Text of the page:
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May 13, 2009

Mahyco campaigns for Bt brinjal

After the success of Bt cotton in 2002, Bt brinjal is ready for release at the earliest with trials having been completed, Mahendra Sharma, General Manager, Maharashtra Hybrid Seeds Company Limited (Mahyco), told a press conference here on Tuesday.Thanks to Bt cotton, India with 315 lakh bales of cotton has been able to move to the world’s second position from the third, he added.

Explaining the need for Bt brinjal, Bharat Char, Lead – Biotechnology, Mahyco, said the Fruit and Shoot Borer (FSB) prevalent in conventional brinjal was causing enormous damage to crops. Besides, it also increased insecticidal sprays that were harmful to health and also led to poor yield.“Bt brinjal or Fruit and Shoot Borer Resistant (FSBR) brinjal is genetically engineered to contain its own FSB resistance mechanism, the Bt gene Cry1Ac. When used in conjunction with good farming practices, FSBR brinjal will give higher yield (116 per cent in marketable fruit), requires fewer insecticidal sprays (70 per cent less), etc.,” Mr. Char said.

He elaborated the field trials that had been conducted over the past nine years in association with the Tamil Nadu Agricultural University (TNAU), Coimbatore, University of Agricultural Sciences (UAS), Dharwad, and other organisations.P. Balasubramaniam, Director, Centre for Plant Molecular Biology, TNAU, said four popular brinjal varieties were used for field trials in four of its centres. “Many important factors were tested for.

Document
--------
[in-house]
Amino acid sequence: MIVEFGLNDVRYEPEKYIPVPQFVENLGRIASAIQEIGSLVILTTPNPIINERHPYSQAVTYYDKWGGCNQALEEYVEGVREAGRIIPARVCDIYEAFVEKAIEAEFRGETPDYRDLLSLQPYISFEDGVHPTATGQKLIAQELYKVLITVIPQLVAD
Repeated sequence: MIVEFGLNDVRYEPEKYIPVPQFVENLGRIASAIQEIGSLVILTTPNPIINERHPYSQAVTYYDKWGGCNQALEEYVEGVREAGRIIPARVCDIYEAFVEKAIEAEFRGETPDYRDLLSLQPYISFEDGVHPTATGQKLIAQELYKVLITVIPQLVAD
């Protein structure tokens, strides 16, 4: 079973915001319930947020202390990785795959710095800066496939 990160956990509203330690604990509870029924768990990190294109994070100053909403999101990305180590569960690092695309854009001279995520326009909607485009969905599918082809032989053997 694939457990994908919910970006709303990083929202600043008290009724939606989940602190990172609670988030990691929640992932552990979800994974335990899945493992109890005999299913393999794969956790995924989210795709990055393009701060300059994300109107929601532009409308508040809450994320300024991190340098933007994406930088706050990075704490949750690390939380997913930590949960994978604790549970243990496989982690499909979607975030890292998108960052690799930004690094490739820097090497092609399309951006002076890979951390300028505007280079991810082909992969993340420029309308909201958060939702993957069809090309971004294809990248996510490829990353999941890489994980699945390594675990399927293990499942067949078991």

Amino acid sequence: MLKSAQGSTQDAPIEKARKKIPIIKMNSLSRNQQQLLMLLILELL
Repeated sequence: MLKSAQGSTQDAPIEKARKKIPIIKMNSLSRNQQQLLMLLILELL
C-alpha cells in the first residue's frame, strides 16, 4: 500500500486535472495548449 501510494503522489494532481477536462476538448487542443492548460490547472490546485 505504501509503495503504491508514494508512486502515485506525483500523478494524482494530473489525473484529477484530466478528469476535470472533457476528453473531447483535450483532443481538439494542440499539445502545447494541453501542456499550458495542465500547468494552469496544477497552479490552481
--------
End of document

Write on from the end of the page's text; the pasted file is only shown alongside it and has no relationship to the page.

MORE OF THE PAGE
Benefits

The two main inferences that were made were the volume of marketable fruit increased from 72 per cent to 96 per cent in Madurai and 73 per cent to 96 per cent in Coimbatore. The other was the benefit cost ratio to farmer. For every Re. 1, the return was Rs. 4.47 in Madurai, while it was Rs. 3.80 in Coimbatore,” he said. Even though the trials were done on fields and various other organisms and animals, no kind of testing had been done on humans.

The representatives said human testing was not possible. However, they maintained that the genetically modified brinjal, which would be the “India’s first genetically modified vegetable crop”, would have no adverse effect on the health of humans.

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